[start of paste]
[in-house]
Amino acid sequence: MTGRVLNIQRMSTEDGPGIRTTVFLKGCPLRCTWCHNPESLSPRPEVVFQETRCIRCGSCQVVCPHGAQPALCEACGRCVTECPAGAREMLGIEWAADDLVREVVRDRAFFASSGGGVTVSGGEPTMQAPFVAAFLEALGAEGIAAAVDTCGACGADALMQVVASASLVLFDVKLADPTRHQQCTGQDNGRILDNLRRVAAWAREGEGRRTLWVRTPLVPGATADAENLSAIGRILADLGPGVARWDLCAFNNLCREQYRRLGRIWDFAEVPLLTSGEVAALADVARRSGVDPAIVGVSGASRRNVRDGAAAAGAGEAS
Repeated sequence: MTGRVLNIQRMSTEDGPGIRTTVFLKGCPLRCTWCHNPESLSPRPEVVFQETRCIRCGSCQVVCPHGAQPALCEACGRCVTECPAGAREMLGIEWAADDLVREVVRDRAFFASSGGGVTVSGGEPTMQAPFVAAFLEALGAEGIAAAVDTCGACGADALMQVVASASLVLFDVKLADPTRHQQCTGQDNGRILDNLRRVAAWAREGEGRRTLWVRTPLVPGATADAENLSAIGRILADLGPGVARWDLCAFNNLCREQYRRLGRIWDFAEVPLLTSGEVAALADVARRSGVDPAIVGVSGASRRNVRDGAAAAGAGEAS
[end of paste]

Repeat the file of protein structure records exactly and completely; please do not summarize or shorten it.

[in-house]
Amino acid sequence: MTGRVLNIQRMSTEDGPGIRTTVFLKGCPLRCTWCHNPESLSPRPEVVFQETRCIRCGSCQVVCPHGAQPALCEACGRCVTECPAGAREMLGIEWAADDLVREVVRDRAFFASSGGGVTVSGGEPTMQAPFVAAFLEALGAEGIAAAVDTCGACGADALMQVVASASLVLFDVKLADPTRHQQCTGQDNGRILDNLRRVAAWAREGEGRRTLWVRTPLVPGATADAENLSAIGRILADLGPGVARWDLCAFNNLCREQYRRLGRIWDFAEVPLLTSGEVAALADVARRSGVDPAIVGVSGASRRNVRDGAAAAGAGEAS
Repeated sequence: MTGRVLNIQRMSTEDGPGIRTTVFLKGCPLRCTWCHNPESLSPRPEVVFQETRCIRCGSCQVVCPHGAQPALCEACGRCVTECPAGAREMLGIEWAADDLVREVVRDRAFFASSGGGVTVSGGEPTMQAPFVAAFLEALGAEGIAAAVDTCGACGADALMQVVASASLVLFDVKLADPTRHQQCTGQDNGRILDNLRRVAAWAREGEGRRTLWVRTPLVPGATADAENLSAIGRILADLGPGVARWDLCAFNNLCREQYRRLGRIWDFAEVPLLTSGEVAALADVARRSGVDPAIVGVSGASRRNVRDGAAAAGAGEAS